Some people are at higher risk of being carriers of sickle cell disease. For instance, if you come from an African or a Caribbean background then you may be more likely to develop sickle cell anemia.

Common Symptoms

Common Symptops

People who present with symptoms of sickle cell anemia often do so from a very young age. It’s often noticed in early childhood, though it’s entirely possible for a child to have it and barely notice the symptoms most of the time. The severity can vary.

There are a few key symptoms of sickle cell anemia. First is something called sickle cell crises, which are incredibly painful episodes that will affect certain areas of the body. These crises can sometimes last for a week.

People with this condition may also be prone to getting infections and of course anemia. Some less common symptoms include delayed childhood growth, pain in the joints and bones, strokes, open sores on the lower half of the legs and high blood pressure.

Existing Treatments

Most people with sickle cell anemia are going to need treatment for their entire lives. Individuals with the condition are given special care plans based on their particular symptoms, and are advised on what to do to avoid sickle cell crises.

People are also given medication to manage pain episodes when they have sickle cell anemia, and are advised to take folic acid. Occasionally blood transfusions may be required when the condition is particularly severe.

Technically, you can cure sickle cell anemia with stem cell or bone marrow transplants. With that being said, this isn’t a treatment method that’s often done because there are some massive risks involved in the procedure. It’s often a treatment that’s considered as a last resort and only for very severe cases.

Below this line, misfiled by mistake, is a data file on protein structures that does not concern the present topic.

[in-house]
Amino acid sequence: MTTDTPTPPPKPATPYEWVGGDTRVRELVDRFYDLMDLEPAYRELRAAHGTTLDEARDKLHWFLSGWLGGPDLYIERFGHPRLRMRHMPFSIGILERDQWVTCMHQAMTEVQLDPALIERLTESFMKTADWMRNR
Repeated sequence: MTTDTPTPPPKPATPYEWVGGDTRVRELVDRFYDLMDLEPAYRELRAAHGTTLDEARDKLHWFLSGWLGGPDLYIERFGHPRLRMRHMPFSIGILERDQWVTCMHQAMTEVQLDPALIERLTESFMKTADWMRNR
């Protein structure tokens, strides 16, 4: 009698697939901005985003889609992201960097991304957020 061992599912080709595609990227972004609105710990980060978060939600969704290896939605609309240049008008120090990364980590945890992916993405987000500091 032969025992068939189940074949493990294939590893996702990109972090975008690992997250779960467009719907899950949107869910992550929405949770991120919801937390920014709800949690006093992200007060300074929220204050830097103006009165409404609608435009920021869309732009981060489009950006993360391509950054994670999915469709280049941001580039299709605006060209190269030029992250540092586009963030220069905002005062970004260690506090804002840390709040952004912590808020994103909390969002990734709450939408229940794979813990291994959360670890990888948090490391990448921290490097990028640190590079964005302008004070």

How Can Family Members and Caregivers Cope?

It can be a challenge to be a caregiver of someone with sickle cell disease. It can often take a huge toll on your emotional and physical health.

Getting as much information as possible will be a huge asset here. Nobody likes to see a loved one in pain, but if you know how to help a loved one having a bad pain episode with their sickle cell disease then you can feel more empowered.

For your own mental health, there are some things that you can do to cope with it. Make sure that you are getting out and speaking to people regularly - support groups can often be helpful. Make time for your own hobbies and the things that you care about, and try to stay away from triggers of pain crises if possible.

Up and Coming Research/Hope For The Future

Researchers are making massive strides on research for sickle cell anemia. In fact, in the UK a life changing treatment will be rolled out to people through the National Health Service. It is believed that this treatment, a drug known as crizanlizumab, could be crucial in improving the quality of life of people that suffer with the illness.